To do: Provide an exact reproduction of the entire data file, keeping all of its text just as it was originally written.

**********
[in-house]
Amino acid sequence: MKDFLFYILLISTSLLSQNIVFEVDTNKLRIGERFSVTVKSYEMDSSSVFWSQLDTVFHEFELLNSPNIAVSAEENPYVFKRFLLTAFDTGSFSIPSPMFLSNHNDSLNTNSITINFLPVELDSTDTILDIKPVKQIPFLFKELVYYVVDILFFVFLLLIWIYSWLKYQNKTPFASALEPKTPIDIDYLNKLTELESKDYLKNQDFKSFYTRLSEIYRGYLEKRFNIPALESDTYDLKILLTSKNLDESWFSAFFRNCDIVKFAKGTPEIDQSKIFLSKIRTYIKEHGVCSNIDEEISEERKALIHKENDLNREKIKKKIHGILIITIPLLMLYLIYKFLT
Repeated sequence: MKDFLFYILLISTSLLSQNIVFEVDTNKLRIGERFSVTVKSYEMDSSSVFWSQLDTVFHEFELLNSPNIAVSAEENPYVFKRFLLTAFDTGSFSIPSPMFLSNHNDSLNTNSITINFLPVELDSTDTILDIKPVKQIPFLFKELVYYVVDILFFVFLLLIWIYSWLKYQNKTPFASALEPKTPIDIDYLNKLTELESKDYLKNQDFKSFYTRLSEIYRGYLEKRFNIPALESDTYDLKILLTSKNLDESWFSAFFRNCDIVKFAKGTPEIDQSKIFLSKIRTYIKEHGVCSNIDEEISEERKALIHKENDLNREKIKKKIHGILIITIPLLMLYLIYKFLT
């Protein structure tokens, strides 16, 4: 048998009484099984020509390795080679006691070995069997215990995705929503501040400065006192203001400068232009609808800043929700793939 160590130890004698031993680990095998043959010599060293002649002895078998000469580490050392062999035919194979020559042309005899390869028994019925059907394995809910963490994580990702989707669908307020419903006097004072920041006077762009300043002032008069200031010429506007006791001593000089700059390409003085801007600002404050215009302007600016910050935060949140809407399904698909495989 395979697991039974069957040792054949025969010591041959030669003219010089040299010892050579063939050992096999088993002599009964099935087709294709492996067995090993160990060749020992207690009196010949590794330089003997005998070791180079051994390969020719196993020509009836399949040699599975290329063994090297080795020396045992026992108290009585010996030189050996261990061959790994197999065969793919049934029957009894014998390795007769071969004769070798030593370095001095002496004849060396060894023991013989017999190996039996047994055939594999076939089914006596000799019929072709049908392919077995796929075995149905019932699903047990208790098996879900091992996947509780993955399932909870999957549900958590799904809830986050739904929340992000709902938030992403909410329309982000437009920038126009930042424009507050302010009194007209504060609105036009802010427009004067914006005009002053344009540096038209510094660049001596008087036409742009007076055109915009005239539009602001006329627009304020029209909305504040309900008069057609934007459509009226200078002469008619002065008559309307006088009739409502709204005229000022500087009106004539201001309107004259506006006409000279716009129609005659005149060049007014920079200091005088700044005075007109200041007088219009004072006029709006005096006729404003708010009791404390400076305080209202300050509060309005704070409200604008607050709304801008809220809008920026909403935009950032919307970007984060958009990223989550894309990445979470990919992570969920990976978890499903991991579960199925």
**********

[in-house]
Amino acid sequence: MKDFLFYILLISTSLLSQNIVFEVDTNKLRIGERFSVTVKSYEMDSSSVFWSQLDTVFHEFELLNSPNIAVSAEENPYVFKRFLLTAFDTGSFSIPSPMFLSNHNDSLNTNSITINFLPVELDSTDTILDIKPVKQIPFLFKELVYYVVDILFFVFLLLIWIYSWLKYQNKTPFASALEPKTPIDIDYLNKLTELESKDYLKNQDFKSFYTRLSEIYRGYLEKRFNIPALESDTYDLKILLTSKNLDESWFSAFFRNCDIVKFAKGTPEIDQSKIFLSKIRTYIKEHGVCSNIDEEISEERKALIHKENDLNREKIKKKIHGILIITIPLLMLYLIYKFLT
Repeated sequence: MKDFLFYILLISTSLLSQNIVFEVDTNKLRIGERFSVTVKSYEMDSSSVFWSQLDTVFHEFELLNSPNIAVSAEENPYVFKRFLLTAFDTGSFSIPSPMFLSNHNDSLNTNSITINFLPVELDSTDTILDIKPVKQIPFLFKELVYYVVDILFFVFLLLIWIYSWLKYQNKTPFASALEPKTPIDIDYLNKLTELESKDYLKNQDFKSFYTRLSEIYRGYLEKRFNIPALESDTYDLKILLTSKNLDESWFSAFFRNCDIVKFAKGTPEIDQSKIFLSKIRTYIKEHGVCSNIDEEISEERKALIHKENDLNREKIKKKIHGILIITIPLLMLYLIYKFLT
């Protein structure tokens, strides 16, 4: 048998009484099984020509390795080679006691070995069997215990995705929503501040400065006192203001400068232009609808800043929700793939 160590130890004698031993680990095998043959010599060293002649002895078998000469580490050392062999035919194979020559042309005899390869028994019925059907394995809910963490994580990702989707669908307020419903006097004072920041006077762009300043002032008069200031010429506007006791001593000089700059390409003085801007600002404050215009302007600016910050935060949140809407399904698909495989 395979697991039974069957040792054949025969010591041959030669003219010089040299010892050579063939050992096999088993002599009964099935087709294709492996067995090993160990060749020992207690009196010949590794330089003997005998070791180079051994390969020719196993020509009836399949040699599975290329063994090297080795020396045992026992108290009585010996030189050996261990061959790994197999065969793919049934029957009894014998390795007769071969004769070798030593370095001095002496004849060396060894023991013989017999190996039996047994055939594999076939089914006596000799019929072709049908392919077995796929075995149905019932699903047990208790098996879900091992996947509780993955399932909870999957549900958590799904809830986050739904929340992000709902938030992403909410329309982000437009920038126009930042424009507050302010009194007209504060609105036009802010427009004067914006005009002053344009540096038209510094660049001596008087036409742009007076055109915009005239539009602001006329627009304020029209909305504040309900008069057609934007459509009226200078002469008619002065008559309307006088009739409502709204005229000022500087009106004539201001309107004259506006006409000279716009129609005659005149060049007014920079200091005088700044005075007109200041007088219009004072006029709006005096006729404003708010009791404390400076305080209202300050509060309005704070409200604008607050709304801008809220809008920026909403935009950032919307970007984060958009990223989550894309990445979470990919992570969920990976978890499903991991579960199925």